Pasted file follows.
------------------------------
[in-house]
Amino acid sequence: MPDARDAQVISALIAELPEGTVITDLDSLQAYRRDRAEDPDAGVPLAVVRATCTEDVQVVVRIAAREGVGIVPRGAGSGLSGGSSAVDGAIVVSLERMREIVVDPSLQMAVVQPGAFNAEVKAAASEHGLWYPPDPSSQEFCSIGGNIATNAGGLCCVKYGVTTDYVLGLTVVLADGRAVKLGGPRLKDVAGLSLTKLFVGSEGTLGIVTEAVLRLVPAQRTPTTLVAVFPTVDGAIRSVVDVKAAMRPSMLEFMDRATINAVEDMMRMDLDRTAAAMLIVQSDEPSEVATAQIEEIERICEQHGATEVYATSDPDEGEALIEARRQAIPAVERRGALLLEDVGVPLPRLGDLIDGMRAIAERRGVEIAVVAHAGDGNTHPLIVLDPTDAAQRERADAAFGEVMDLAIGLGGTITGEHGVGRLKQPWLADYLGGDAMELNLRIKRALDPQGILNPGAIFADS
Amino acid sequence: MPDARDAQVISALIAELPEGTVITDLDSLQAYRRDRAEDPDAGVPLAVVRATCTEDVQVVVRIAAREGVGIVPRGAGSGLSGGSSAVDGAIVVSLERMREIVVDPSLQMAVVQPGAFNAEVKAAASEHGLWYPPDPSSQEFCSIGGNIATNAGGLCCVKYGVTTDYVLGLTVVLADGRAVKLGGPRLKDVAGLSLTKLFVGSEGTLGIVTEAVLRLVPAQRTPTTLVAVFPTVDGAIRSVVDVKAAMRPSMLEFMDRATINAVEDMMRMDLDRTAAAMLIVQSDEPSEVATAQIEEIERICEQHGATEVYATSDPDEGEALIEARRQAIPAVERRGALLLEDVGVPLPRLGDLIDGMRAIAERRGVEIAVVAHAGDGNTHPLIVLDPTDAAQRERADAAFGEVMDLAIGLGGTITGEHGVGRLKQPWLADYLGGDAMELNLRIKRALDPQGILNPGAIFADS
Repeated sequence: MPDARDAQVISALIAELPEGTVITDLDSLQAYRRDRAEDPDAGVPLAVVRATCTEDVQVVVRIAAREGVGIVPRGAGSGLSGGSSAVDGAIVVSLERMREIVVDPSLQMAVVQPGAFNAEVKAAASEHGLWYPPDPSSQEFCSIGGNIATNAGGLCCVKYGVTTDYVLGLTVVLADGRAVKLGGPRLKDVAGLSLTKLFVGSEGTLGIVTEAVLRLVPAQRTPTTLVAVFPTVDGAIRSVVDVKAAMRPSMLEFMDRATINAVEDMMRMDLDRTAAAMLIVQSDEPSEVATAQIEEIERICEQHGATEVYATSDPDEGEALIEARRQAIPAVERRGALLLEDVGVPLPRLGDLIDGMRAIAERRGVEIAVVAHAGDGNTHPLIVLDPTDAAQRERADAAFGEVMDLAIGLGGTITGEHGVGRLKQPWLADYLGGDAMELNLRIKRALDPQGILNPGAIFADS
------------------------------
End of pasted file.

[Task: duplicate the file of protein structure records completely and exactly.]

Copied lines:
[in-house]
Amino acid sequence: MPDARDAQVISALIAELPEGTVITDLDSLQAYRRDRAEDPDAGVPLAVVRATCTEDVQVVVRIAAREGVGIVPRGAGSGLSGGSSAVDGAIVVSLERMREIVVDPSLQMAVVQPGAFNAEVKAAASEHGLWYPPDPSSQEFCSIGGNIATNAGGLCCVKYGVTTDYVLGLTVVLADGRAVKLGGPRLKDVAGLSLTKLFVGSEGTLGIVTEAVLRLVPAQRTPTTLVAVFPTVDGAIRSVVDVKAAMRPSMLEFMDRATINAVEDMMRMDLDRTAAAMLIVQSDEPSEVATAQIEEIERICEQHGATEVYATSDPDEGEALIEARRQAIPAVERRGALLLEDVGVPLPRLGDLIDGMRAIAERRGVEIAVVAHAGDGNTHPLIVLDPTDAAQRERADAAFGEVMDLAIGLGGTITGEHGVGRLKQPWLADYLGGDAMELNLRIKRALDPQGILNPGAIFADS
Amino acid sequence: MPDARDAQVISALIAELPEGTVITDLDSLQAYRRDRAEDPDAGVPLAVVRATCTEDVQVVVRIAAREGVGIVPRGAGSGLSGGSSAVDGAIVVSLERMREIVVDPSLQMAVVQPGAFNAEVKAAASEHGLWYPPDPSSQEFCSIGGNIATNAGGLCCVKYGVTTDYVLGLTVVLADGRAVKLGGPRLKDVAGLSLTKLFVGSEGTLGIVTEAVLRLVPAQRTPTTLVAVFPTVDGAIRSVVDVKAAMRPSMLEFMDRATINAVEDMMRMDLDRTAAAMLIVQSDEPSEVATAQIEEIERICEQHGATEVYATSDPDEGEALIEARRQAIPAVERRGALLLEDVGVPLPRLGDLIDGMRAIAERRGVEIAVVAHAGDGNTHPLIVLDPTDAAQRERADAAFGEVMDLAIGLGGTITGEHGVGRLKQPWLADYLGGDAMELNLRIKRALDPQGILNPGAIFADS
Repeated sequence: MPDARDAQVISALIAELPEGTVITDLDSLQAYRRDRAEDPDAGVPLAVVRATCTEDVQVVVRIAAREGVGIVPRGAGSGLSGGSSAVDGAIVVSLERMREIVVDPSLQMAVVQPGAFNAEVKAAASEHGLWYPPDPSSQEFCSIGGNIATNAGGLCCVKYGVTTDYVLGLTVVLADGRAVKLGGPRLKDVAGLSLTKLFVGSEGTLGIVTEAVLRLVPAQRTPTTLVAVFPTVDGAIRSVVDVKAAMRPSMLEFMDRATINAVEDMMRMDLDRTAAAMLIVQSDEPSEVATAQIEEIERICEQHGATEVYATSDPDEGEALIEARRQAIPAVERRGALLLEDVGVPLPRLGDLIDGMRAIAERRGVEIAVVAHAGDGNTHPLIVLDPTDAAQRERADAAFGEVMDLAIGLGGTITGEHGVGRLKQPWLADYLGGDAMELNLRIKRALDPQGILNPGAIFADS